Which brings me to the main point: the path to socialism in the United States today, in no way mimics what occurred in any of these countries.  Our program calls for an anti-right strategy within a working-class-led anti-monopoly framework. While paying attention to the laws of transition, we seek a path based on U.S. history, traditions, and realities. Let’s say it again: we favor a peaceful path and transition and work in pursuit of that goal.

What then is the relationship between the national and international in these circumstances?

Working-class internationalism and solidarity are clearly necessary in a world of ongoing imperialist intervention.  And this does occur on a bilateral and multilateral basis by and among Communist parties.

But this must be done carefully with complete respect for the autonomy and independence of the parties concerned.  It’s violated with disastrous results.

Extensive and extremely damaging are such interventions, involving not only the Sino-Soviet dispute but scores of parties in dozens of countries and let’s not forget that most of these occurred AFTER the Comintern’s dissolution creating havoc and splits which exist to this day, to say nothing of what happened during its tenure. And even a cursory knowledge of today’s world communist movement reveals attempts by some parties to interfere in the internal affairs of other parties remains a problem and big one.

No thinking and mature party would submit its right to decide the outcome of the revolutionary movement in their country to an outside authority or direction. As Georgi Dimitrov once pointed out let’s recall that on issues of world communist unity we are not national nihilists.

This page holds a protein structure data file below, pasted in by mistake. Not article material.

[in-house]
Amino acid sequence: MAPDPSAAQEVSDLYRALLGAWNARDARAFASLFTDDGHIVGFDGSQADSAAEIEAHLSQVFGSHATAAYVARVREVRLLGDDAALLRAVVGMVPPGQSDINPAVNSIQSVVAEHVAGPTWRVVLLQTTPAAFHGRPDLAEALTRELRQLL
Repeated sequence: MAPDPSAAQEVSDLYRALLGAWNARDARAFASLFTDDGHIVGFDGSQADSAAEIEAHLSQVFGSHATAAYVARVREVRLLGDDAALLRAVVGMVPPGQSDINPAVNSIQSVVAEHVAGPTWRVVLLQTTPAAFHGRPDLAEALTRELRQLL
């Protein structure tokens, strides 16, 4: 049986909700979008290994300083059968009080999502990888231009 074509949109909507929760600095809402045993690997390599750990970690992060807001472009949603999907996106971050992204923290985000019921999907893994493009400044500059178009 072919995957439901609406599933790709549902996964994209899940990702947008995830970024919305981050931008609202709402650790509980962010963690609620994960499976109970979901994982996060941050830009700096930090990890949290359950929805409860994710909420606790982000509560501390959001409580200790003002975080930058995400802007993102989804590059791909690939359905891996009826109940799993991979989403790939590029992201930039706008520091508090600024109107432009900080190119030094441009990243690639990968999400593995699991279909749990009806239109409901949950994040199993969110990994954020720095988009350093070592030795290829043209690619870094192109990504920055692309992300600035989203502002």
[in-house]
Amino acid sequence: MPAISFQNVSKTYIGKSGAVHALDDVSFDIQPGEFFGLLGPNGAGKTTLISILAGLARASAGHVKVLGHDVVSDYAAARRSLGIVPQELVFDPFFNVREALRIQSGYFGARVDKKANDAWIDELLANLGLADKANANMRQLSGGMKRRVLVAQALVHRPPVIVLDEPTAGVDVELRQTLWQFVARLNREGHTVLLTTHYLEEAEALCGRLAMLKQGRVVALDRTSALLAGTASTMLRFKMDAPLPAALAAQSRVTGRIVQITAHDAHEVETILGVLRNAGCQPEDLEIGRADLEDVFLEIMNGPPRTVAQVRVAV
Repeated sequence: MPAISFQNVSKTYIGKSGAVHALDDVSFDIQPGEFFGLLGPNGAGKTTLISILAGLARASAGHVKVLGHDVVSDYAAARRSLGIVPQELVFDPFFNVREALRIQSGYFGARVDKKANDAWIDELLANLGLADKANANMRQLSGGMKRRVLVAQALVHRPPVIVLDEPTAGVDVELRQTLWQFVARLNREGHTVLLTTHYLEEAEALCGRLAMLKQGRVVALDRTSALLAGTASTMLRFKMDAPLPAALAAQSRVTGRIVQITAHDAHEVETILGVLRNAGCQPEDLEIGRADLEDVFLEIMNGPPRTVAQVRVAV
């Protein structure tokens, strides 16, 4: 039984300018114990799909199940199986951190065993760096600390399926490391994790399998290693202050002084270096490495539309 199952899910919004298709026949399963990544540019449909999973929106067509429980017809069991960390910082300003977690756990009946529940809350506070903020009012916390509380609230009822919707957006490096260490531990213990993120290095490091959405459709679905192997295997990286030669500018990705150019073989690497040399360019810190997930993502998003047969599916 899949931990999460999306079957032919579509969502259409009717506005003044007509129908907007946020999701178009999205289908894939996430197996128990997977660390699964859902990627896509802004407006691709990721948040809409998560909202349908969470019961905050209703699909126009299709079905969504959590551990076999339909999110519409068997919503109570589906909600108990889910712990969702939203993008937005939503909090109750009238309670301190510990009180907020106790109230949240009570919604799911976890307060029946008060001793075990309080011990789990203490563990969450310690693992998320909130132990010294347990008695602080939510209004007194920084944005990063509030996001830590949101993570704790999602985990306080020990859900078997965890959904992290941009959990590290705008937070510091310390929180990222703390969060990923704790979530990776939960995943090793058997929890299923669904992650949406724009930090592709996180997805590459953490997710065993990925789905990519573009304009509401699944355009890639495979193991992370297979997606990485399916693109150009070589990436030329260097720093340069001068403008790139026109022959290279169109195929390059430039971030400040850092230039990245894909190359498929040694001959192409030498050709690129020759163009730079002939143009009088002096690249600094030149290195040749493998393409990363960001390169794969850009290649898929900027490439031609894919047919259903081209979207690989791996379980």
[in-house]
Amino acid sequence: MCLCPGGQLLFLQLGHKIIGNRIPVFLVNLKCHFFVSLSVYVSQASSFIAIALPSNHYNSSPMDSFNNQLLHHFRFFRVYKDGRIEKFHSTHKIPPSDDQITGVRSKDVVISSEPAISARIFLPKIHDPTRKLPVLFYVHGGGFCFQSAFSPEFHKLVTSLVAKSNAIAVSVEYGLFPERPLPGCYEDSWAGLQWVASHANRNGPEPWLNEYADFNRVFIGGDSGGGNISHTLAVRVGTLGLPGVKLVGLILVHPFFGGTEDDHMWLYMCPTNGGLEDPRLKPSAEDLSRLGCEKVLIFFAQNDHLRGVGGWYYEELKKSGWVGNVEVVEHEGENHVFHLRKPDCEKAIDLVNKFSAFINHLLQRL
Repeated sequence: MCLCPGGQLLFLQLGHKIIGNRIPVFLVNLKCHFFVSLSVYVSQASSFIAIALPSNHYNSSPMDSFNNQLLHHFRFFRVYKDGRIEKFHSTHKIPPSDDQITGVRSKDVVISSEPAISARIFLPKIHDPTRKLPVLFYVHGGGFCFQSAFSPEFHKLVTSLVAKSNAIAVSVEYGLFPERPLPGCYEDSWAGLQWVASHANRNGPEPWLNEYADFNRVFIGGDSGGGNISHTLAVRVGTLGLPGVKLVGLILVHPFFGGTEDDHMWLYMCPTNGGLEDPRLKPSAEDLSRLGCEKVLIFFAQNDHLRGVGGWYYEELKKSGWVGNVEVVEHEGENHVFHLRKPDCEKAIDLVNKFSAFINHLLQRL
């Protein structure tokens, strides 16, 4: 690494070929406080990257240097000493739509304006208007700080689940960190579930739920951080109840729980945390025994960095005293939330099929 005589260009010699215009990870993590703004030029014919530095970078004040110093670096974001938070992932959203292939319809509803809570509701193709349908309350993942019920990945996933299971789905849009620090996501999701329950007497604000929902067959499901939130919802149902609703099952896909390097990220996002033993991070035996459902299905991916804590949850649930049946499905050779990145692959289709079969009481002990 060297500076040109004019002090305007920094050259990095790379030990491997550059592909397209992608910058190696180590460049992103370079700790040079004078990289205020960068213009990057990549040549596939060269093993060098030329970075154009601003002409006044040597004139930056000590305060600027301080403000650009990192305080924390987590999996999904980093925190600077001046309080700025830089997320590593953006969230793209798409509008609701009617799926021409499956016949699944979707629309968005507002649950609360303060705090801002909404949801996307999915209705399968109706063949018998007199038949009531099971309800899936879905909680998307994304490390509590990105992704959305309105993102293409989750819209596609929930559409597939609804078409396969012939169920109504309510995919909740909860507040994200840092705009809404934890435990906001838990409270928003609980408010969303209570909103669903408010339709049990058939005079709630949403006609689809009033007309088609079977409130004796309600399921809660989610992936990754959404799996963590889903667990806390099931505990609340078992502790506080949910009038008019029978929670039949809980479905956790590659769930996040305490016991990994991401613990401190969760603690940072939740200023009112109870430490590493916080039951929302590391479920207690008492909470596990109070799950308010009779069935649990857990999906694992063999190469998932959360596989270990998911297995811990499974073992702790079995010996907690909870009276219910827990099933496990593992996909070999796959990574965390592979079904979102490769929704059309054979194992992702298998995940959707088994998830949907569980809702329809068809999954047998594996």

What then of world communist unity? It’s absolutely necessary. It arises on the basis of specific struggles of the working class and trade union movement in different countries, such as the support given by South African trade unionists to the Mississippi Nissan workers.

We saw such unity in the campaign to free Nelson Mandela and Angela Davis; in the movement against the Vietnam War along with the movements to ban nuclear weapons. Is not the World Youth and Student Festival movement a form for such unity?

Forms of unity might also involve setting up join online publishing, photography, video, translation and other resources. Online activism might be a valuable way of influencing public opinion.

Broader forms of unity are required as is now well understood on issues like climate change, inspite of Trump’s withdrawal from the Paris Climate Accord. Another issue that deserves the same kind of attention is global inequality.  Thabo Mbeki, the former president of South Africa pointedly addressed this issue in a recent interview on Inequality and the Capitalist System. In his estimation, the only possible means of addressing the inequality crisis is on an international basis.

Indeed, would our movement not be remiss to not plunge full forward into these existential struggles? And yes, it’s more accurate to speak of a world communist movement, than a “world communist party.”

Today the International Meetings of Communist and Workers parties provide yearly reviews of the work of its respective parties.  A smaller executive committee conducts its work.

But a new structure operating on the basis of democratic centralism? Not any time soon. And when conditions occur which make it possible, it’s likely it won’t be necessary and comrade Wadih’s world communist party will like the working-class state,  itself wither away.

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    Joe Sims is co-chairperson of the CPUSA.